### Compact Closed Bicategories

#### Posted by John Baez

I’m happy to announce that this paper has been published:

- Mike Stay, Compact closed bicategories,
*Theory and Applications of Categories***31**(2016), 755–798.

Abstract.A compact closed bicategory is a symmetric monoidal bicategory where every object is equipped with a weak dual. The unit and counit satisfy the usual ‘zig-zag’ identities of a compact closed category only up to natural isomorphism, and the isomorphism is subject to a coherence law. We give several examples of compact closed bicategories, then review previous work. In particular, Day and Street defined compact closed bicategories indirectly via Gray monoids and then appealed to a coherence theorem to extend the concept to bicategories; we restate the definition directly.We prove that given a 2-category $C$ with finite products and weak pullbacks, the bicategory of objects of $C$, spans, and isomorphism classes of maps of spans is compact closed. As corollaries, the bicategory of spans of sets and certain bicategories of ‘resistor networks” are compact closed.

This paper is dear to my heart because it forms part of Mike Stay’s thesis, for which I served as co-advisor. And it’s especially so because his proof that objects, spans, and maps-of-spans in a suitable 2-category forms a *compact* symmetric monoidal bicategory turned out to be much harder than either of us were prepared for!

A problem worthy of attack

Proves its worth by fighting back.

In a compact closed category every object comes with morphisms called the ‘cap’ and ‘cup’, obeying the ‘zig-zag identities’. For example, in the category where morphisms are 2d cobordisms, the zig-zag identities say this:

But in a compact closed bicategory the zig-zag identities hold only *up to 2-morphisms*, which in turn must obey equations of their own: the ‘swallowtail identities’. As the name hints, these are connected to the swallowtail singularity, which is part of René Thom’s classification of catastrophes. This in turn is part of a deep and not yet fully worked out connection between singularity theory and coherence laws for ‘$n$-categories with duals’.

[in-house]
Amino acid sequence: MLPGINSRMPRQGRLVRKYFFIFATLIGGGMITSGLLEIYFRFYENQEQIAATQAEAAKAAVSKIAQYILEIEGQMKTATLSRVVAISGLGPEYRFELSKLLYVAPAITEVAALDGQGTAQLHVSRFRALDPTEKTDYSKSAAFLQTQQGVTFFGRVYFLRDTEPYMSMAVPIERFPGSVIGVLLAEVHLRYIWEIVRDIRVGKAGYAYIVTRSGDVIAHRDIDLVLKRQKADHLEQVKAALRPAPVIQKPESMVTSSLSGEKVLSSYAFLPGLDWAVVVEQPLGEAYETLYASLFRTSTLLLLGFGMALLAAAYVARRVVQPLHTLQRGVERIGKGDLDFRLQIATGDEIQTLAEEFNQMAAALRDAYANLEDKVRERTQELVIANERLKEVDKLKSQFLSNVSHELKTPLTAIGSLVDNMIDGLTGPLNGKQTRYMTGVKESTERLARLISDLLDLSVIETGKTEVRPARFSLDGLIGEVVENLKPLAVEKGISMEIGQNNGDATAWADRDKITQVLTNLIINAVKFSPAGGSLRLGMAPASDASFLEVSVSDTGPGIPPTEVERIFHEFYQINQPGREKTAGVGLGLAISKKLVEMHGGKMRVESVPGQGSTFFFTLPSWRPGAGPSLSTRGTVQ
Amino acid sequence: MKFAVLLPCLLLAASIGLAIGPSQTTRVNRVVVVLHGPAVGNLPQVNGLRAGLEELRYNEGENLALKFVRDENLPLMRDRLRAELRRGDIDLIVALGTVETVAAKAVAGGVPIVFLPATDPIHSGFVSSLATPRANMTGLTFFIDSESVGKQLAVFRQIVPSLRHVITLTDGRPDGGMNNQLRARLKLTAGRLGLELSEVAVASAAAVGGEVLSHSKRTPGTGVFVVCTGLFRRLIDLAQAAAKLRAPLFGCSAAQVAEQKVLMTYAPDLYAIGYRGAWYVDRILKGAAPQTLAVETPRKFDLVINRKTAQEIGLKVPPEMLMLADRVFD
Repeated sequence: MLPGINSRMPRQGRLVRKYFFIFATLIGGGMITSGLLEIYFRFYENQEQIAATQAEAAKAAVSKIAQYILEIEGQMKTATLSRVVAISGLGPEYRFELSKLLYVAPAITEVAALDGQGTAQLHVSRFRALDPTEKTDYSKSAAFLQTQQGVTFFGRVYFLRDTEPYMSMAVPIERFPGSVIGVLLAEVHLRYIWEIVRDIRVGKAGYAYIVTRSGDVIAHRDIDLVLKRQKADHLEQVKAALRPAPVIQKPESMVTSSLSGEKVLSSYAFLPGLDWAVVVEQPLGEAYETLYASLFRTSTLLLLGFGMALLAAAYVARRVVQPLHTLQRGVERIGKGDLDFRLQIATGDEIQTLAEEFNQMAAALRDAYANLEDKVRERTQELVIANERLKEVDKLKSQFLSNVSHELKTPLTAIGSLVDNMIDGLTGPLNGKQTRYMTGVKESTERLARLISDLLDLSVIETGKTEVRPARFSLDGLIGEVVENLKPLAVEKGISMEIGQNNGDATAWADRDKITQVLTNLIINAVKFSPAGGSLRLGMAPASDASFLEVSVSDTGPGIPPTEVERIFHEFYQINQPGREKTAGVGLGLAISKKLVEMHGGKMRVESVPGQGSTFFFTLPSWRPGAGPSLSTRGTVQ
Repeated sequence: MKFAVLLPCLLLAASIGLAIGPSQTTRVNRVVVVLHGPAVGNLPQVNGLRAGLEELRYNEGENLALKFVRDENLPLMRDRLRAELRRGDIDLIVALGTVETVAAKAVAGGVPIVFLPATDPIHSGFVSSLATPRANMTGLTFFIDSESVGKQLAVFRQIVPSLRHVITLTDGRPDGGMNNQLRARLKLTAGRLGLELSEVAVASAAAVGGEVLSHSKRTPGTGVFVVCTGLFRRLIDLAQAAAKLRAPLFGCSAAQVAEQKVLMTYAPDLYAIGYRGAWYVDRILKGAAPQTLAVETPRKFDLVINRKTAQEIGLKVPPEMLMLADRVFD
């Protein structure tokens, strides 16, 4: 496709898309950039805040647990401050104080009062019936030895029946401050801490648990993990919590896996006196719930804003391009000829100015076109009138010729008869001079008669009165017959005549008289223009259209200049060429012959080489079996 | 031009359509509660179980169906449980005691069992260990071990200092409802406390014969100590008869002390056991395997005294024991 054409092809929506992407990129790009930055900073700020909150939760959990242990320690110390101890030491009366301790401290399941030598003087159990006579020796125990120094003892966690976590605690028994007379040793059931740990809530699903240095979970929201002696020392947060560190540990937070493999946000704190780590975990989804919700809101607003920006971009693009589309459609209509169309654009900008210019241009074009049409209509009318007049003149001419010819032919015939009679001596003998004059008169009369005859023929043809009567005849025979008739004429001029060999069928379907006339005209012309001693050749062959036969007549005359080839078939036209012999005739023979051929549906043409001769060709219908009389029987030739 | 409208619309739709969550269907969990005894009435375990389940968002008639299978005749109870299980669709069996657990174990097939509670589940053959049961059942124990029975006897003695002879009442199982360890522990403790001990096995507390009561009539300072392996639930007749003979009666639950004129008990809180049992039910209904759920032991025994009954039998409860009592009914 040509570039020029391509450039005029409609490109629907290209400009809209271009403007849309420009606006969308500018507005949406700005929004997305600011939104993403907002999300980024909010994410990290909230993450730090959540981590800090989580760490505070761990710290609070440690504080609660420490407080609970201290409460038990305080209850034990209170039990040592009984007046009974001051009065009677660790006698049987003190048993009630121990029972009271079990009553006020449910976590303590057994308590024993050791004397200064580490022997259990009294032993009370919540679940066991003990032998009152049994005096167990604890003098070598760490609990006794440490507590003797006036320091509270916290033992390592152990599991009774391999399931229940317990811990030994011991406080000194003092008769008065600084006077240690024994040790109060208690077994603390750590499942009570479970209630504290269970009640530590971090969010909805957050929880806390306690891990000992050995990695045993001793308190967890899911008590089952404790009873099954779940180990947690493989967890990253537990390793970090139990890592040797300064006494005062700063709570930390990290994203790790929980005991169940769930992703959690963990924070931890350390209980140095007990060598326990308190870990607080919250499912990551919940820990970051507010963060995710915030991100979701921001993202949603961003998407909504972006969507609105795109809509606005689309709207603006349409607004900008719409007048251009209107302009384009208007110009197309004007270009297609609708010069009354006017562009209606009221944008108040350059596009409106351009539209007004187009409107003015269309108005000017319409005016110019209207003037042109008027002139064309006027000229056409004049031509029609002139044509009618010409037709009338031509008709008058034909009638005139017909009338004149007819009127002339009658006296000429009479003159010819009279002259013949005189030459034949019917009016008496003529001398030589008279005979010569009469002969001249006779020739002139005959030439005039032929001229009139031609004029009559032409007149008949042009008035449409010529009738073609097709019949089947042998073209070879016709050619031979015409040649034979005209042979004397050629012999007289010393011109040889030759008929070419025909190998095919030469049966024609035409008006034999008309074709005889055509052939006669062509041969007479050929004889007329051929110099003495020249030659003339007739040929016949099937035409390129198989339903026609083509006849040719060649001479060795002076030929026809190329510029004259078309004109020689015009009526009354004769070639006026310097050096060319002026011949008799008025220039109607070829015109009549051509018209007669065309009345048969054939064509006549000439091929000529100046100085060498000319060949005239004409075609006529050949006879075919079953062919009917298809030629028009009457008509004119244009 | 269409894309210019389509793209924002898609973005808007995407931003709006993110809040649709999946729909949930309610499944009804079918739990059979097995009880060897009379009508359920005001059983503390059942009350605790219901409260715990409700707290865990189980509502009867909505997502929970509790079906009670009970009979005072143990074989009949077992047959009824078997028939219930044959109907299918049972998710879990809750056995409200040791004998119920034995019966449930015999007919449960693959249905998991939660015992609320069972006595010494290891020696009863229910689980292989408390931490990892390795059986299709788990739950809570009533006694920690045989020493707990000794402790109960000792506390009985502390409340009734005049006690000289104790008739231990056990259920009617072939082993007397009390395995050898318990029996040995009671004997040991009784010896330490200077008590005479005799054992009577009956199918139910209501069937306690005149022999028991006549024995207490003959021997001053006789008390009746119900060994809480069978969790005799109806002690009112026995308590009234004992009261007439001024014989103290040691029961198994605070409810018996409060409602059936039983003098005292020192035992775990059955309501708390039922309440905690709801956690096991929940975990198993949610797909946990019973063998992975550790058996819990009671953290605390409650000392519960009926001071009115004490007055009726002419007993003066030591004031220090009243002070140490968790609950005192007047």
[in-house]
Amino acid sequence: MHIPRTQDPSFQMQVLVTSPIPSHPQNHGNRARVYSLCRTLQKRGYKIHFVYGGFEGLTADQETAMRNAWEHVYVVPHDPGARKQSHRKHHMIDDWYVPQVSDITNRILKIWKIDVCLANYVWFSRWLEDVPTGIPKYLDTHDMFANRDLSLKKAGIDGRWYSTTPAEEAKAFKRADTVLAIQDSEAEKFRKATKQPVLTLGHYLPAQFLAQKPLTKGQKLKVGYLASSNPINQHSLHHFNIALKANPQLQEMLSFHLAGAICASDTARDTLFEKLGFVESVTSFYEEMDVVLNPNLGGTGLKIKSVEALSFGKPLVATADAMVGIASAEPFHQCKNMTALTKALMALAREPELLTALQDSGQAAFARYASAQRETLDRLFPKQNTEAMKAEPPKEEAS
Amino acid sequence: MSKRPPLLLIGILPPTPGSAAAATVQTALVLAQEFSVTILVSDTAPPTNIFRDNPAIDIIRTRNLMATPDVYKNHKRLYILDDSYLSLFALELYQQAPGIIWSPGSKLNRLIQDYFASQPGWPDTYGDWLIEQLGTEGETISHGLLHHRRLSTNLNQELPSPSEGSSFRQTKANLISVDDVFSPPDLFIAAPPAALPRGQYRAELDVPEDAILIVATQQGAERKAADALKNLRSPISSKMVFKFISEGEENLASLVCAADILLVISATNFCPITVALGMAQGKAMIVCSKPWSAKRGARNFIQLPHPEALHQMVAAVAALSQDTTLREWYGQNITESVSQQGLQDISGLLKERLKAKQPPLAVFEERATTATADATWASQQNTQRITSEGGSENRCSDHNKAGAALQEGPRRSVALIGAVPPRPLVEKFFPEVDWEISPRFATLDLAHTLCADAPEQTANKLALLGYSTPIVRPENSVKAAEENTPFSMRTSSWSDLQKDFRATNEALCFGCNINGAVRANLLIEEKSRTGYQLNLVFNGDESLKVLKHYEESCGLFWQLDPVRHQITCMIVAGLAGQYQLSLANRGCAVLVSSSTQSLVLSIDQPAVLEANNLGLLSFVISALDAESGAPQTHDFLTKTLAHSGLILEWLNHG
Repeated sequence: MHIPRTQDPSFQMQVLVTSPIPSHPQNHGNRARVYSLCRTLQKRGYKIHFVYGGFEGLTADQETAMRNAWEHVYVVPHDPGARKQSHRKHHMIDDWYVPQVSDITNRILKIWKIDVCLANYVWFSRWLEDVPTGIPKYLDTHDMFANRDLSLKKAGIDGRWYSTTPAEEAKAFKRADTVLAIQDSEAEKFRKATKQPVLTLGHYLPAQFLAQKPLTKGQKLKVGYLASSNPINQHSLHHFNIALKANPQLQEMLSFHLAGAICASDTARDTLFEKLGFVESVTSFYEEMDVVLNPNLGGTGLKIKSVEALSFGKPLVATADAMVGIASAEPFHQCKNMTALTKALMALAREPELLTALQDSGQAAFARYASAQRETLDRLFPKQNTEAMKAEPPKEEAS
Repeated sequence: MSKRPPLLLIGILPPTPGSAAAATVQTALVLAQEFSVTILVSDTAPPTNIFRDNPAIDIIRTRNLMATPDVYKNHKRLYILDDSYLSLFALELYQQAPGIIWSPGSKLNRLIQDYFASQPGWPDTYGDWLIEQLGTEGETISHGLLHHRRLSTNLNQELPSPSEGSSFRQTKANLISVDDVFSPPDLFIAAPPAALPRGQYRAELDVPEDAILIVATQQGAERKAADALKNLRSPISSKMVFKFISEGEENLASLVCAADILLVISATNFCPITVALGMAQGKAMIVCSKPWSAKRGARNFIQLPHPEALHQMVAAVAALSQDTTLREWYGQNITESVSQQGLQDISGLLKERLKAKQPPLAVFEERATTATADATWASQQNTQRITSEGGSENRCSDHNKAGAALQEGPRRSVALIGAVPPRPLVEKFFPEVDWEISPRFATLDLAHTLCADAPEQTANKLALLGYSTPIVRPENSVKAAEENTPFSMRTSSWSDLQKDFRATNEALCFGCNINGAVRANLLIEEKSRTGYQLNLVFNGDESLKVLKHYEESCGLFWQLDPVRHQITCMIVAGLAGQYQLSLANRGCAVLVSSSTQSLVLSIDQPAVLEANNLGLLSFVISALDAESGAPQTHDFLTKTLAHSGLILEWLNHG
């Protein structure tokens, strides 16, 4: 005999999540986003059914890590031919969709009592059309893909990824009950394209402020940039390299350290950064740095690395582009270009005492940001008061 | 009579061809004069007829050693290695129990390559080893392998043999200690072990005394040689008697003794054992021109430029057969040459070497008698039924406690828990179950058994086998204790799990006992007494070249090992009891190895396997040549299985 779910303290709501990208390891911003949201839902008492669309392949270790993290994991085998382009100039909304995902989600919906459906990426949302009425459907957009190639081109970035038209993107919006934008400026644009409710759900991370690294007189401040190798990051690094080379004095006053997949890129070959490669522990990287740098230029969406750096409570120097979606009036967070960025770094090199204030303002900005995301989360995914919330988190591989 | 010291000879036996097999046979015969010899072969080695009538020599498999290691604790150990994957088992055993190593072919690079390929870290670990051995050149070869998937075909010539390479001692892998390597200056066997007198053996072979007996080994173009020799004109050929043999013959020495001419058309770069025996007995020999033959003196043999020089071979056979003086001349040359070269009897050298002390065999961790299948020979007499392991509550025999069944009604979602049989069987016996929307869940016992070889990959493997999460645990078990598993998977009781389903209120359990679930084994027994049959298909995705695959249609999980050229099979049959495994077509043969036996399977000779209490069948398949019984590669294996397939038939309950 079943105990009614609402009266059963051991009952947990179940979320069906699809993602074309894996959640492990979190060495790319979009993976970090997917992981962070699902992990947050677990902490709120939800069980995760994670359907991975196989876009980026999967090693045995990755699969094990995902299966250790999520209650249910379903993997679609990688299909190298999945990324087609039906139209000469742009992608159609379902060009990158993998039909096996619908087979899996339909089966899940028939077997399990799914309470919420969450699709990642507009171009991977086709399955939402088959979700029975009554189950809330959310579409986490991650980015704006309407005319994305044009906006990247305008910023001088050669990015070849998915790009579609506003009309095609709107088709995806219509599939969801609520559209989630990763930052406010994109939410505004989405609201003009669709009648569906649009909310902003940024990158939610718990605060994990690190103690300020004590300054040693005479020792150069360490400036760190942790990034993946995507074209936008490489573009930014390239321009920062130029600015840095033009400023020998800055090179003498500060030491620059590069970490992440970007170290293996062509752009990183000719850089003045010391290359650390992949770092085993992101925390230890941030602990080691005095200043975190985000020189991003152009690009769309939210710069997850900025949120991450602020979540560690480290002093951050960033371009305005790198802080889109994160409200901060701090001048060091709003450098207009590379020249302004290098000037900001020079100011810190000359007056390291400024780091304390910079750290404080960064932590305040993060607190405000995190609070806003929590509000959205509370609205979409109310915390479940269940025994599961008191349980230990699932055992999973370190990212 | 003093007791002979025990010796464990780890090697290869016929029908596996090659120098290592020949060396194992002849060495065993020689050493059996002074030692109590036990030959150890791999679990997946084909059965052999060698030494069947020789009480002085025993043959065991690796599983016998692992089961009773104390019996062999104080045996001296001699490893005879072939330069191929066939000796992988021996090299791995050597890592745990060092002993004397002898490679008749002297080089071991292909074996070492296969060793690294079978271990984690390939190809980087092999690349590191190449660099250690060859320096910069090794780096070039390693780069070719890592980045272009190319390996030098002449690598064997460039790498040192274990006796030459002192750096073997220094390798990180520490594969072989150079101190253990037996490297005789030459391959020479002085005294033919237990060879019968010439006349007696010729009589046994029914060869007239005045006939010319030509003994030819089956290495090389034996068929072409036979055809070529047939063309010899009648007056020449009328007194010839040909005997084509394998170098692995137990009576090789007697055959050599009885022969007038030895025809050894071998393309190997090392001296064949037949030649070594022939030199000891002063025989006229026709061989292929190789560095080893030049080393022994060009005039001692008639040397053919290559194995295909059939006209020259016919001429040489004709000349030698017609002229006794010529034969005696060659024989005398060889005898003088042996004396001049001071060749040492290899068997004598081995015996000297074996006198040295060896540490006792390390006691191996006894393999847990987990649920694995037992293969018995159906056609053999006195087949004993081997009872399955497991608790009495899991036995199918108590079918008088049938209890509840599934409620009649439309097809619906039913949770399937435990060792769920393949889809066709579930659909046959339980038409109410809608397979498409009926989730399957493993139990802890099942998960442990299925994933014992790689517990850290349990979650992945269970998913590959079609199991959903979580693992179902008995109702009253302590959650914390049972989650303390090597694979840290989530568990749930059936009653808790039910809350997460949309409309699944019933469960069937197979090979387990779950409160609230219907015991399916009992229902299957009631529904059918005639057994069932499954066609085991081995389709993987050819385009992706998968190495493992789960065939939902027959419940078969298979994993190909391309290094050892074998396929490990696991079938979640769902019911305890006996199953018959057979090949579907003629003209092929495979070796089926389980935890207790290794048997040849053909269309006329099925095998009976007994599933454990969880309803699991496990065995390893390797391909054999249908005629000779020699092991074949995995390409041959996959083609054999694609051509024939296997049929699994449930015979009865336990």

But never mind that: my point is that proving the swallowtail identities for a bicategory of spans in a 2-category turned out to be much harder than expected. Luckily Mike rose to the challenge, as you’ll see in this paper!

This paper is also gaining a bit of popularity for its beautiful depictions of the coherence laws for a symmetric monoidal bicategory. And symmetric monoidal bicategories are starting to acquire interesting applications.

The most developed of these are in mathematical physics — for example, 3d topological quantum field theory! To understand 3d TQFTs, we need to understand the symmetric monoidal bicategory where objects are collections of circles, morphisms are 2d cobordisms, and 2-morphisms are 3d cobordisms-between-cobordisms. The whole business of ‘modular tensor categories’ is immensely clarified by this approach. And that’s what this series of papers, still underway, is all about:

Bruce Bartlett, Christopher L. Douglas, Christopher J. Schommer-Pries and Jamie Vicary, Extended 3-dimensional bordism as the theory of modular objects.

Bruce Bartlett, Christopher L. Douglas, Christopher J. Schommer-Pries and Jamie Vicary, Modular categories as representations of the 3-dimensional bordism 2-category.

Mike Stay, on the other hand, is working on applications to computer science. That’s always been his focus — indeed, his Ph.D. was not in math but computer science. You can get a little taste here:

- Mike Stay and Jamie Vicary, Bicategorical semantics for nondeterministic computation,
*Proceedings of Mathematical Foundations of Programming Semantics***29**(2013), 345–359.

But there’s a lot more coming soon from him and Greg Meredith.

As for me, I’ve been working on applied math lately, like bicategories where the morphisms are electrical circuits, or Markov processes, or chemical reaction networks. These are, in fact, also compact closed symmetric monoidal bicategories, and my student Kenny Courser is exploring that aspect.

Basically, whenever you have diagrams that you can stick together to form new diagrams, and processes that turn one diagram into another, there’s a good chance you’re dealing with a symmetric monoidal bicategory! And if you’re also allowed to ‘bend wires’ in your diagrams to turn inputs into outputs and vice versa, it’s probably compact closed. So these are fundamental structures — and it’s great that Mike’s paper on them is finally published.

## Re: Compact Closed Bicategories

Congratulations, Mike!

Anyone looking for hints about this, a wide-ranging discussion occurred on this blog almost 10 years ago.